A whole lot of love. That’s what design guru Patrizia Moroso gives to everything she does – from creating style classics to building her fabulous family home.

Get the look: The light-box artwork is by Fathi Hassan. The blue modular sofa is Ron Arad’s Do-Lo-Rez for Moroso. The black chair is Tord Boontje’s Witch chair. The coffee tables are Moroccan. The cake sculptures are by Dragana Sapanjoš. The geometric Rontonton floor lights in the background are prototypes by Edward van Vliet.


A two-storey, architect-designed house in Udine, northeast Italy. The entrance level opens into a long hallway with a large open-plan living area. There’s also a kitchen, two guest bedroom suites, a hammam and WC. Upstairs, there’s a family living room, kitchen, the master bedroom suite, three further bedrooms and two bathrooms.


This is a cabin in the woods with a Moroso spin, reimagined as a series of intersecting black and rust-red boxes that slot into each other and progress from more public areas on the entry level floor to calmer, more private, family spaces upstairs. Patrizia and her husband wanted their home to be ‘a haven, but with a total connection with the outside landscape’. The entrance hall leads into the open-plan living area, with a ‘conversation pit’, (shown above) where Patrizia has informal meetings.

When it came to the architecture, Patrizia brought together Martino Berghinz and her good friend Patricia Urquiola (who originally trained in architecture).

Get the look: The Shadowy chair is by Tord Boontje for Moroso.

A mosaic based on a traditional Senegalese motif runs the length of the entrance hall.

Get the look: This is the Dew pouf by Nendo for Moroso. The photograph is by Boubacar Touré Mandémory.


The house is built at the top of an incline, so the sightlines from balconies and windows just skim the tree tops. The seeds of inspiration had been sown over a decade ago, on a work trip the two women made to Australia. The colours of a trip to Uluru (Ayers Rock) stayed in their minds and fed into the design of the new house, with earthy reds, railings that are reminiscent of Uluru’s desert viewing platform and a cedar-clad exterior inspired by Australia’s boxy ‘uncomplicated’ outback houses.

Get the look: These are Tord Boontje’s O-Nest chairs for Moroso (foreground) and Sebastian Herkner’s Banjooli chairs, part of Moroso’s M’Afrique collection.

Throughout the house and garden, furniture adds standout colours and shapes that have become the hallmarks of Moroso. The mix is constantly being added to, but flux is all good in Patrizia’s book. Sebastian Herkner’s Banjooli chairs are inspired by the way ostriches spread their wings in their mating dance.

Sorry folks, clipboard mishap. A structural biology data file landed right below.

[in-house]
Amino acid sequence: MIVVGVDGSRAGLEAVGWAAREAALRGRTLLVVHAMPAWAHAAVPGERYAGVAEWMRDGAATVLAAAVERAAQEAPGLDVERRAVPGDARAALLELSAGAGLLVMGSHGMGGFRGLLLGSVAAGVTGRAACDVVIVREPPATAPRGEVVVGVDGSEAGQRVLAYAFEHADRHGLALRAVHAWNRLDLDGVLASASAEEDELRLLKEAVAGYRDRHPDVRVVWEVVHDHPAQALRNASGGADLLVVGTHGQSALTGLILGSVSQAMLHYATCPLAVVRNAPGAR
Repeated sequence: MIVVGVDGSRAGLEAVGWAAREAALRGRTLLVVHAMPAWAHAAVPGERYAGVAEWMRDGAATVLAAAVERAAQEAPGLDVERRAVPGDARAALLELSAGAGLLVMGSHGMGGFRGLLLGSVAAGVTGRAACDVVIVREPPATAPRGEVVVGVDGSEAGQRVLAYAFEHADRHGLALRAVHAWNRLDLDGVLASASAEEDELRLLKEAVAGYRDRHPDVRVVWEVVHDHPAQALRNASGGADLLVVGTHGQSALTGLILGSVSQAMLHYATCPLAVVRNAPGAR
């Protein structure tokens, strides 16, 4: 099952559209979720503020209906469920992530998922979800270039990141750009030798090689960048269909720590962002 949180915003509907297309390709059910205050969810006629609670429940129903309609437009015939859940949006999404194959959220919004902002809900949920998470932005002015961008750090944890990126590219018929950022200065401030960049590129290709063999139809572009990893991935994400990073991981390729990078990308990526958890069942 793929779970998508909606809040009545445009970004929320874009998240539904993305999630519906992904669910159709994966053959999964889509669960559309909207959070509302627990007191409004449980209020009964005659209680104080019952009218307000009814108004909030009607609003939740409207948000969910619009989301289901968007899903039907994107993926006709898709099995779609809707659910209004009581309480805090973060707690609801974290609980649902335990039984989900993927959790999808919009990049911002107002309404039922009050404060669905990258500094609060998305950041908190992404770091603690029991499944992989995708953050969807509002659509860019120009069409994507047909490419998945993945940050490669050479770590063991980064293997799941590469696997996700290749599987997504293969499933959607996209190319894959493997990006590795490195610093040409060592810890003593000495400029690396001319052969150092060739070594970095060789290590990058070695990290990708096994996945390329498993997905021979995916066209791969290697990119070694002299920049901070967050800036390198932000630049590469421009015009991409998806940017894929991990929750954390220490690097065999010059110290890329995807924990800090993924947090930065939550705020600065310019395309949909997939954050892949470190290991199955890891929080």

This space is a vibrant overlaying of African artefacts with contemporary furniture and photography, set against black stucco walls and clay-red resin flooring.

Get the look: The floor is poured resin by Kerakoll. The painting is by Salam. This is the Fishbone table by Patricia Urquiola for Moroso. This is the Pipe Chair by Sebastian Herkner for Moroso and Marc Thorpe’s yellow Husk chair for Moroso. The rugs are by Golran for Moroso. The traditional furniture is from China.


The strong red and grey echo the blocky exterior architecture, while wood was chosen for the stairs to herald entering the softer, more private part of the house upstairs.

Get the look: Patricia Urquiola collaborated with Martino Berghinz on the architecture of the house.


The space leads out to a tree-level balcony, where chairs inspired by husks of corn add vibrance and the architecture harks back to the outback houses of Australia.

Get the look: Marc Thorpe’s Husk chairs are part of Moroso’s M’Afrique collection. The kitchen is by Boffi.


The upstairs is the more private part of the house, with wooden floors and white walls for a serene mood.

Get the look: The Joy pouf is by Edward van Vliet for Moroso. This is a Patricia Urquiola sofa. These are Net steel tables by Benjamin Hubert for Moroso. The rugs are by Golran for Moroso. The paintings are by Patrizia’s husband, artist, Salam.

The room has a scale that can take big, bold paintings and a mash-up of traditional African and modern Italian furniture.

Get the look: The paintings are by Salam.


The family’s upstairs dining area overlooks the wilderness that was the main draw of the location. The multi-coloured chairs were a beautiful accident that happened when the factory switched to making a new batch in a different colour. The moulds produce a few chairs with swirls of the two, but it’s not possible to recreate them on a large scale.

Get the look: These are swirly Supernatural chairs by Ross Lovegrove for Moroso, mixed with Impossible Wood chairs by Doshi Levien for Moroso. This is the Countach table by Weisshaar/Kram for Moroso. These are Chasen ceiling lights by Patricia Urquiola for Flos.

This home celebrates the beautiful blurring of lines: between interior and exterior and between home and work, serving as a playground for the Moroso creative spirit to be let loose on a grand scale.

Get the look: The Fjord armchair and footstool are by Patricia Urquiola for Moroso, custom-made in African fabric. The Kub side tables are by Nendo for Moroso.


Red, black and green bring soul into the space, while sections of glass maintain a flow in this woodland sleep zone.

Get the look: The wood chair is the YY chair by For Use/Numen for Moroso. The red Ukiyo table is by Tomita Kazuhiko for Moroso.

This is a place to admire the fruits of Moroso’s brave, brilliant design collaborations, but it is also a family home that radiates the warmth and creativity of its owner.

See more of Patrizia’s work at Moroso here.

Photography / James Merrell


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